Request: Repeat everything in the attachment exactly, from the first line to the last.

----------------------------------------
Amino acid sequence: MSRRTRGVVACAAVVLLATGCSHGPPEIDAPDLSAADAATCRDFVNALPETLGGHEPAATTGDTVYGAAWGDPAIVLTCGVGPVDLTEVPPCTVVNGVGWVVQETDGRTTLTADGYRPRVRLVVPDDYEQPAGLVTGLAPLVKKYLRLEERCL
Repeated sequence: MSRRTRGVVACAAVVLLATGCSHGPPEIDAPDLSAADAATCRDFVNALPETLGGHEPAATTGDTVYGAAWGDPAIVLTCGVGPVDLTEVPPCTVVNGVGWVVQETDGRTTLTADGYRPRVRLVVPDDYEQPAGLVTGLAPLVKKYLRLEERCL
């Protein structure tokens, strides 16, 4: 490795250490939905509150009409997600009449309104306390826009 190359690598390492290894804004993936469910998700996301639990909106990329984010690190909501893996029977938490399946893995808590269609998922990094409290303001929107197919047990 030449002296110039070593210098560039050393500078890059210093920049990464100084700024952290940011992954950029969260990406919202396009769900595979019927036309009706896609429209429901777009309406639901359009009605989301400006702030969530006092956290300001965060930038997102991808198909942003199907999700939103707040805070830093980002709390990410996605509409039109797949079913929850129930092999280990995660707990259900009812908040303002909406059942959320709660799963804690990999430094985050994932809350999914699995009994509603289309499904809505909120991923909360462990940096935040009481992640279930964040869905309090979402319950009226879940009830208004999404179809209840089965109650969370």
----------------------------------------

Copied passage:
Amino acid sequence: MSRRTRGVVACAAVVLLATGCSHGPPEIDAPDLSAADAATCRDFVNALPETLGGHEPAATTGDTVYGAAWGDPAIVLTCGVGPVDLTEVPPCTVVNGVGWVVQETDGRTTLTADGYRPRVRLVVPDDYEQPAGLVTGLAPLVKKYLRLEERCL
Repeated sequence: MSRRTRGVVACAAVVLLATGCSHGPPEIDAPDLSAADAATCRDFVNALPETLGGHEPAATTGDTVYGAAWGDPAIVLTCGVGPVDLTEVPPCTVVNGVGWVVQETDGRTTLTADGYRPRVRLVVPDDYEQPAGLVTGLAPLVKKYLRLEERCL
């Protein structure tokens, strides 16, 4: 490795250490939905509150009409997600009449309104306390826009 190359690598390492290894804004993936469910998700996301639990909106990329984010690190909501893996029977938490399946893995808590269609998922990094409290303001929107197919047990 030449002296110039070593210098560039050393500078890059210093920049990464100084700024952290940011992954950029969260990406919202396009769900595979019927036309009706896609429209429901777009309406639901359009009605989301400006702030969530006092956290300001965060930038997102991808198909942003199907999700939103707040805070830093980002709390990410996605509409039109797949079913929850129930092999280990995660707990259900009812908040303002909406059942959320709660799963804690990999430094985050994932809350999914699995009994509603289309499904809505909120991923909360462990940096935040009481992640279930964040869905309090979402319950009226879940009830208004999404179809209840089965109650969370």